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Published on : Friday, April 8, 2016
Malaysian Association of Tour and Travel Agents President Datuk Hj Hamzah Rahmat is alarmed over the huge increase in fees imposed by the Department of Civil Aviation (DCA) to airlines from April 15. Hamzah said “The timing is just not right as the market is still soft. Last year, there were 1,716,064 fewer visitors compared to the previous year. Our target of attracting 30.5 million visitors this year may be derailed if air ticket prices go up and the number of flights goes down.”
“The DCA should accord greater priority to our nation’s interest than in its own revenue.Moreover, high fees would be a disincentive for airlines to increase frequency and new carriers to come in. In the worst scenario, it can cause existing airlines to pull out of Malaysia.” MATTA inbound vice president Datuk Tan Kok Liang pointed out “The 6.3% drop in visitor arrivals last year meant a loss of RM2,9 billion in tourism receipts. Foreign exchange is crucial in strengthening our weak ringgit. If domestic airfares were to be increased, the people of Sabah and Sarawak will be severely affected as they are dependent on air travel to the peninsular on essential matters such as education, medical treatment, business and employment.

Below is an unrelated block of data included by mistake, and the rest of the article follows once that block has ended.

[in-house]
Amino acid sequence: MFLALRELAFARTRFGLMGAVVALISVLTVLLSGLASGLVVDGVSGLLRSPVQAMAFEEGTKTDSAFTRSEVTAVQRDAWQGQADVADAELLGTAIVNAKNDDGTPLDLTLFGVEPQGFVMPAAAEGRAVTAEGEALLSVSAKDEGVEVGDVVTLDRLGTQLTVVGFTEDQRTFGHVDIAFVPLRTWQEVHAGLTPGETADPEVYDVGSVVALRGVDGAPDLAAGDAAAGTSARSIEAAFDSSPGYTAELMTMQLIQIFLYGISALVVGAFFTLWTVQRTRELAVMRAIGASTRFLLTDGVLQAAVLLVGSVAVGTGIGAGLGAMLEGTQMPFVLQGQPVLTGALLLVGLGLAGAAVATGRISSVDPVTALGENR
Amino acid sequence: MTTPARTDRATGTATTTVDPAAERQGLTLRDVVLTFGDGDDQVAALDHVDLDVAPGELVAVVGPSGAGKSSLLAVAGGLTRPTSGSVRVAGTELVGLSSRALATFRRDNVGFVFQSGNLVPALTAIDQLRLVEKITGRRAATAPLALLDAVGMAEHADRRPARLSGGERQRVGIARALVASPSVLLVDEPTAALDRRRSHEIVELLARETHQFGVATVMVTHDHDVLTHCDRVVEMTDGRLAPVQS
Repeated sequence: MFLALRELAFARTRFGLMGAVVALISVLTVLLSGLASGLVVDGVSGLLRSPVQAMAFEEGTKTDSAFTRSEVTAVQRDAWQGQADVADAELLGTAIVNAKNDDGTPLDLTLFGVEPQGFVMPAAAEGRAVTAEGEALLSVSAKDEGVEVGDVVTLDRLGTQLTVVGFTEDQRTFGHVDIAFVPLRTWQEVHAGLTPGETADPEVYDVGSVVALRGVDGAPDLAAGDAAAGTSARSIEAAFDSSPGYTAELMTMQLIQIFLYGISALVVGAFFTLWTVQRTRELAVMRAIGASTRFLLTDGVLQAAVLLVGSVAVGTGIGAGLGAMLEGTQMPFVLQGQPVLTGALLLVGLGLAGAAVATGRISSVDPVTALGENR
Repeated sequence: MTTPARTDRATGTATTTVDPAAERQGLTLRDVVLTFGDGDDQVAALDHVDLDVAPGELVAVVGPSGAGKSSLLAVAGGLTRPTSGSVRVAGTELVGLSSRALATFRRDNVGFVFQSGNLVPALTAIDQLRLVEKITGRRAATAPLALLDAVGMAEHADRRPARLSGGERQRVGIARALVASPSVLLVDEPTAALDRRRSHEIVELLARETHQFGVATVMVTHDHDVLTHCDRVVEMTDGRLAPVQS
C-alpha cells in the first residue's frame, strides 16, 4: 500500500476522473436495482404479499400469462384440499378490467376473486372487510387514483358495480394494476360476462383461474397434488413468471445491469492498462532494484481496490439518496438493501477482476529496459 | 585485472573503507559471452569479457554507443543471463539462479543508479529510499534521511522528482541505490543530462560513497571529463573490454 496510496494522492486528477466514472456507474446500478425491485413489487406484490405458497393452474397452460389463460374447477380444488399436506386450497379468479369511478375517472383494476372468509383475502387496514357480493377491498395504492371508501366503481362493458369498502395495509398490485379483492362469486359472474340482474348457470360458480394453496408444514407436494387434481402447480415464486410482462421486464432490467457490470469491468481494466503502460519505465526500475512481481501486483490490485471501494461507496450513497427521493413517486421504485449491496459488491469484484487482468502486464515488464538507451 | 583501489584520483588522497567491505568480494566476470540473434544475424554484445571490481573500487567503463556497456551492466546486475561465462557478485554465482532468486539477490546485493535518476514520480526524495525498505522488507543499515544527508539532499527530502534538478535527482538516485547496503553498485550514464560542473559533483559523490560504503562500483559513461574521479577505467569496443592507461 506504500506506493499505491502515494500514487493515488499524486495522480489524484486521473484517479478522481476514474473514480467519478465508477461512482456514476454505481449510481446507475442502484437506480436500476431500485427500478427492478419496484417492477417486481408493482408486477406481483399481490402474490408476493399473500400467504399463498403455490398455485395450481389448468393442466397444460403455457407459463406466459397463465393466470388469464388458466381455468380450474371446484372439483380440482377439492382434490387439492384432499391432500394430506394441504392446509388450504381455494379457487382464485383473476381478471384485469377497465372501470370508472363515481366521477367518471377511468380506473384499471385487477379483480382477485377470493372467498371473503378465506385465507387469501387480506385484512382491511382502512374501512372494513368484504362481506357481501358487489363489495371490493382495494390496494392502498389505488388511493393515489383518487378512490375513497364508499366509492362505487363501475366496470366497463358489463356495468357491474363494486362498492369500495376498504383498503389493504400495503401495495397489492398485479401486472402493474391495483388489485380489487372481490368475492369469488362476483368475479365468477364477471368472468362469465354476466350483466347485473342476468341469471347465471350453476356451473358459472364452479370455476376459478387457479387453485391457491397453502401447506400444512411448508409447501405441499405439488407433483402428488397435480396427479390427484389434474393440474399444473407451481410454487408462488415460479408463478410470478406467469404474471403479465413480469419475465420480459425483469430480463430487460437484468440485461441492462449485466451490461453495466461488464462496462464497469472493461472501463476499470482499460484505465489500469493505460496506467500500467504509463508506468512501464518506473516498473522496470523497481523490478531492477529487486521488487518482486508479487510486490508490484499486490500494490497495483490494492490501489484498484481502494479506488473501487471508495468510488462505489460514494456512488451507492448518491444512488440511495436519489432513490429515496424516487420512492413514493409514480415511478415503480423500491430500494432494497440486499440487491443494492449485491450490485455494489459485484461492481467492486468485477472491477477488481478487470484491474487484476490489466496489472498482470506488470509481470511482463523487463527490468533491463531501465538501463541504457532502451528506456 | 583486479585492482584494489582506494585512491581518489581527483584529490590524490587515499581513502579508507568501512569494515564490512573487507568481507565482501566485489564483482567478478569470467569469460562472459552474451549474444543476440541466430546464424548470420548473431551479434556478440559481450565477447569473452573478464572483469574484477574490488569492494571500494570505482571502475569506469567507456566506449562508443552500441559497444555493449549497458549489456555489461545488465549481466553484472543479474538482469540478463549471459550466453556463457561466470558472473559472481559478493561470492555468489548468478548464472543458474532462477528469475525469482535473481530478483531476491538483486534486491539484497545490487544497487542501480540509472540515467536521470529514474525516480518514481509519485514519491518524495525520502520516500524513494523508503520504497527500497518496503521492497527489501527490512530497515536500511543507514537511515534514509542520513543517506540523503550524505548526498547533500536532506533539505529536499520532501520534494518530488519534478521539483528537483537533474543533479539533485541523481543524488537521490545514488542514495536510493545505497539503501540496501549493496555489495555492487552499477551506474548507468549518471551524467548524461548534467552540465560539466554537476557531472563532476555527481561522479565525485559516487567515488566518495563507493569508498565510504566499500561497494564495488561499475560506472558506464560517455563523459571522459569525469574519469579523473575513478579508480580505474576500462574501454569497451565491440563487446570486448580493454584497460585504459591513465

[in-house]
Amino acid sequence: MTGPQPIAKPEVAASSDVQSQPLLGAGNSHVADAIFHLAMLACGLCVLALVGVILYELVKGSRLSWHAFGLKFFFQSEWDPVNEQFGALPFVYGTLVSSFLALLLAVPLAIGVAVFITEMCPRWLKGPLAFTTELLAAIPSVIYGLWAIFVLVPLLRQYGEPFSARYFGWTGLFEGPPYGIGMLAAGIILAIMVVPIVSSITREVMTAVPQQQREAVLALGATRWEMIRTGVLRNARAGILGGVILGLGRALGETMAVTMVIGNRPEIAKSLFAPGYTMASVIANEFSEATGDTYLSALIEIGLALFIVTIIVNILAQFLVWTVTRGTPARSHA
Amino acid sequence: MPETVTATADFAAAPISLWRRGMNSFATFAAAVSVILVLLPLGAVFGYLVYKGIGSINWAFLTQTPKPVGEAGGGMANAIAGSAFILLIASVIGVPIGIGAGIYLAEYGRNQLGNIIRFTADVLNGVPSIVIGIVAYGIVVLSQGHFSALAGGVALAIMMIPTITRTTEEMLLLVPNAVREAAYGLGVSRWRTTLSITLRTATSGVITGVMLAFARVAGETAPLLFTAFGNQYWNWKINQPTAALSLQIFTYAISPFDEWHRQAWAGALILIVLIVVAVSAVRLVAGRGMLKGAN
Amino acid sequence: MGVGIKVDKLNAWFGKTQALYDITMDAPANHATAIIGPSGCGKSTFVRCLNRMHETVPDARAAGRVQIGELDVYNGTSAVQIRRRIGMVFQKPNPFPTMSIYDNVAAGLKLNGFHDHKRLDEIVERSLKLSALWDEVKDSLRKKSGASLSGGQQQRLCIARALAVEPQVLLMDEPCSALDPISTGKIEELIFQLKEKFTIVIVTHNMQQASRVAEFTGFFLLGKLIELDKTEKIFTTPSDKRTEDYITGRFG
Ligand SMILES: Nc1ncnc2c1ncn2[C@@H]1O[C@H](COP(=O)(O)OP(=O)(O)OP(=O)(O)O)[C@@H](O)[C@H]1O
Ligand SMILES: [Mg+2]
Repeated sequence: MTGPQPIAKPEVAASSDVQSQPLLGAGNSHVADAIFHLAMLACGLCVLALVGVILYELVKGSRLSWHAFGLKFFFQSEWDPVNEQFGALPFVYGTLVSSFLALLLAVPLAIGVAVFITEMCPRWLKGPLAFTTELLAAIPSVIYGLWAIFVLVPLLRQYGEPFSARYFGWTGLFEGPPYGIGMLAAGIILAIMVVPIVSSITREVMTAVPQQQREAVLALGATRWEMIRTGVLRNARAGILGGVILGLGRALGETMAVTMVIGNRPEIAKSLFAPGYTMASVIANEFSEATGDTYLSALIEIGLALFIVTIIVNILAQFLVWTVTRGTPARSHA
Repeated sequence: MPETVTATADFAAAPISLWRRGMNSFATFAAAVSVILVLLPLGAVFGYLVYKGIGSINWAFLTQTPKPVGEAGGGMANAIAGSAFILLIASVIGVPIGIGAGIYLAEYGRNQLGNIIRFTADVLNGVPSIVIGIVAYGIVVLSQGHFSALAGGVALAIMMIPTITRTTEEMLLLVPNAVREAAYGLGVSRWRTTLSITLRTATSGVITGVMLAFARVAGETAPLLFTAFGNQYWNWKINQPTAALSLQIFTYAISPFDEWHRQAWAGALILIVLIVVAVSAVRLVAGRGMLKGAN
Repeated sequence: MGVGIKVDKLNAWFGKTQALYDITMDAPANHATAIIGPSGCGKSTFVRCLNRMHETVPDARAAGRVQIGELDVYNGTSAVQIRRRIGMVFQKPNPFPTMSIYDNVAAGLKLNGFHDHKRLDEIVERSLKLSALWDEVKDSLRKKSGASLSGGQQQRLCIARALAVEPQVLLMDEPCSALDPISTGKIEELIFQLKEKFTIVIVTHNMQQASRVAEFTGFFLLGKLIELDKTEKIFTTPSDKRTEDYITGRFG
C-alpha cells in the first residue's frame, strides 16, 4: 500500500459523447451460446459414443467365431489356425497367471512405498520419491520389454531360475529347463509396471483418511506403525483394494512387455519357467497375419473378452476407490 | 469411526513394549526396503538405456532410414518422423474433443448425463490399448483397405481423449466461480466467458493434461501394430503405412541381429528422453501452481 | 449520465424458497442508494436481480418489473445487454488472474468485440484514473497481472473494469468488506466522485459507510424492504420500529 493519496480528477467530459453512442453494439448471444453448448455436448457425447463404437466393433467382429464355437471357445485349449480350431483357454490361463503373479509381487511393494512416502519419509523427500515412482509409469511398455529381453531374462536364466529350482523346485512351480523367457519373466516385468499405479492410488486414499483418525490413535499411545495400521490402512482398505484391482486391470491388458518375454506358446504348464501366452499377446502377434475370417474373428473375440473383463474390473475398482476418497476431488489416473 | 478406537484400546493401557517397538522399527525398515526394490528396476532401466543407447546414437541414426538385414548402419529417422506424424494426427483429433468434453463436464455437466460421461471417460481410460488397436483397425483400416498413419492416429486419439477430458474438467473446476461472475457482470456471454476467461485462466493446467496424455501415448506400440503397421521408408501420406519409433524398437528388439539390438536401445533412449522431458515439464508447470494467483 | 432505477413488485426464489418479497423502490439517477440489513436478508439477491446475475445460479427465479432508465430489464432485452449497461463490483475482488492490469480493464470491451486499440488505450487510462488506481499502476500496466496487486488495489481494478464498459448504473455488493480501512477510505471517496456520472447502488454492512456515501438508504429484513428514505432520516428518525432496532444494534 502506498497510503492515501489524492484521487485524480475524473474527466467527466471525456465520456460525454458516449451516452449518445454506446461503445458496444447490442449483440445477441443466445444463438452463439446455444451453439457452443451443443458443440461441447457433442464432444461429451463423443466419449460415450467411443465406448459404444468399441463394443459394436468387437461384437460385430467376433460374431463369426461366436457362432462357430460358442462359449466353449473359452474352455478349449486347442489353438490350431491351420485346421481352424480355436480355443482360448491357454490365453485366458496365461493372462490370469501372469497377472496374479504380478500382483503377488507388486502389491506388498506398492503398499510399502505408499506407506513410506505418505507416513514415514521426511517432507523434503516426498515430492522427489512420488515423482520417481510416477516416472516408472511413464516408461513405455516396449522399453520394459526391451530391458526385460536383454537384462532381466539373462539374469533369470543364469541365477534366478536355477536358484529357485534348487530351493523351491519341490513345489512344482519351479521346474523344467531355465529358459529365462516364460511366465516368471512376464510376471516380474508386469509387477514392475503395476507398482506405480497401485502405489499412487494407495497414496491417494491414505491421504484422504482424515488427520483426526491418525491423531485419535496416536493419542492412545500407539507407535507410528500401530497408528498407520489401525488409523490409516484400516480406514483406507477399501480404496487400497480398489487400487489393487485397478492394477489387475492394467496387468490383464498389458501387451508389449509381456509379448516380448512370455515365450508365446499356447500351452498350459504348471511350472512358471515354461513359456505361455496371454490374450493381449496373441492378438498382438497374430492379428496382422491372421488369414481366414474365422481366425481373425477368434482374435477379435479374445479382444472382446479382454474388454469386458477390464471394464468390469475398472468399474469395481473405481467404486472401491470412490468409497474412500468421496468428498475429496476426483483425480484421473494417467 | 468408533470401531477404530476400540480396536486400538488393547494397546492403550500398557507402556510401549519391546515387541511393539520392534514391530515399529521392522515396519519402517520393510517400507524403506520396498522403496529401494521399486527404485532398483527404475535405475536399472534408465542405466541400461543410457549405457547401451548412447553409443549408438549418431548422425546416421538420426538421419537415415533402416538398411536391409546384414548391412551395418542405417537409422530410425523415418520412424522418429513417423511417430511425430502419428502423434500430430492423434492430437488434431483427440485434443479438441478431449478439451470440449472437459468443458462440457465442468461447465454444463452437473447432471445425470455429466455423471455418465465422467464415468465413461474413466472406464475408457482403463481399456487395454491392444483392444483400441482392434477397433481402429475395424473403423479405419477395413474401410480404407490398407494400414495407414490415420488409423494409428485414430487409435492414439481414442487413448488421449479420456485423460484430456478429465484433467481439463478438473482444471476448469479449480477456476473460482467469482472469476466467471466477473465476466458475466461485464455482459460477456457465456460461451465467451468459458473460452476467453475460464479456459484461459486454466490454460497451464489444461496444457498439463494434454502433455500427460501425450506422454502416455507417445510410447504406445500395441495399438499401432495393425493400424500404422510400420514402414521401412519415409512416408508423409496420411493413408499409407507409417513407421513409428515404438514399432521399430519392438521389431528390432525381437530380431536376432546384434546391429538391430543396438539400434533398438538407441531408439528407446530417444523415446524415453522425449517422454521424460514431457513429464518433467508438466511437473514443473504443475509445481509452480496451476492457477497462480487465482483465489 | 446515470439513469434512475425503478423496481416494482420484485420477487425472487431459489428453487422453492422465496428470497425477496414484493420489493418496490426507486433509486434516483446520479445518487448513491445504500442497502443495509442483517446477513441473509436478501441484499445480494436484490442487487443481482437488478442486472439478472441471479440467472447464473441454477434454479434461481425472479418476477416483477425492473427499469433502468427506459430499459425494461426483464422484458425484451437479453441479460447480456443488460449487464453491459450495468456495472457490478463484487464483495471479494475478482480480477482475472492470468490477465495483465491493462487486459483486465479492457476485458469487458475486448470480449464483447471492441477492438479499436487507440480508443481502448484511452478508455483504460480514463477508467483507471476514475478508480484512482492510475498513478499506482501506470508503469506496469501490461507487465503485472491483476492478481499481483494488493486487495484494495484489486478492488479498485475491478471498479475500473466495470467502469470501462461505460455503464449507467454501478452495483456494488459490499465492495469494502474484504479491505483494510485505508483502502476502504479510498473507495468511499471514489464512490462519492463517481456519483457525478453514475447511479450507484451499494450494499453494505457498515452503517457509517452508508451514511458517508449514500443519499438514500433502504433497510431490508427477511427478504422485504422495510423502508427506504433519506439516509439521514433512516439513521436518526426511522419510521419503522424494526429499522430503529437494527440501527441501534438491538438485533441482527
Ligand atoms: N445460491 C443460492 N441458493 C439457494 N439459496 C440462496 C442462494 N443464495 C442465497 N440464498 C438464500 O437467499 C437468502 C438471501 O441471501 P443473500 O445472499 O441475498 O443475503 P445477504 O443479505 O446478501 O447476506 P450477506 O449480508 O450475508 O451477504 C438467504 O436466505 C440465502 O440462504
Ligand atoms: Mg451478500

Local tourism will take a big hit as 60 percent of arrivals to these two states are by air. This will not happen if the airlines are prepared to absorb the additional costs but this appears unlikely, as the reaction by Malaysia Airlines Berhad is a good indication.”
MATTA ticketing vice president Puan Zarinah Hashim explained “The price of an air ticket consists of the airfare plus taxes, fees and charges, known as TFC in airline lingo. Even if airfares remain the same, the ticket price can go up with an increase of TFC charges. If there had been no increase since 1970, it does not justify DCA to impose them all at one go. The DCA should treat airlines as customers, engaging with them frequently and if need be, to increase fees on a staggered basis as no industry should be jolted unnecessarily. If there is no moratorium on the fee hike, then airlines would cut down or shelve plans to increase frequency to save cost. It appeared that DCA did not seek the buy-in from airlines and just informed them on April 1 of the increase for the local representatives to relay to their HQ.”
MATTA honorary secretary general Nigel Wing disclosed “Already, many travellers are seeking advice whether they should buy their air tickets now, fearful of a looming price increase, as airlines normally pass any increase in costs to passengers, such as fuel surcharge.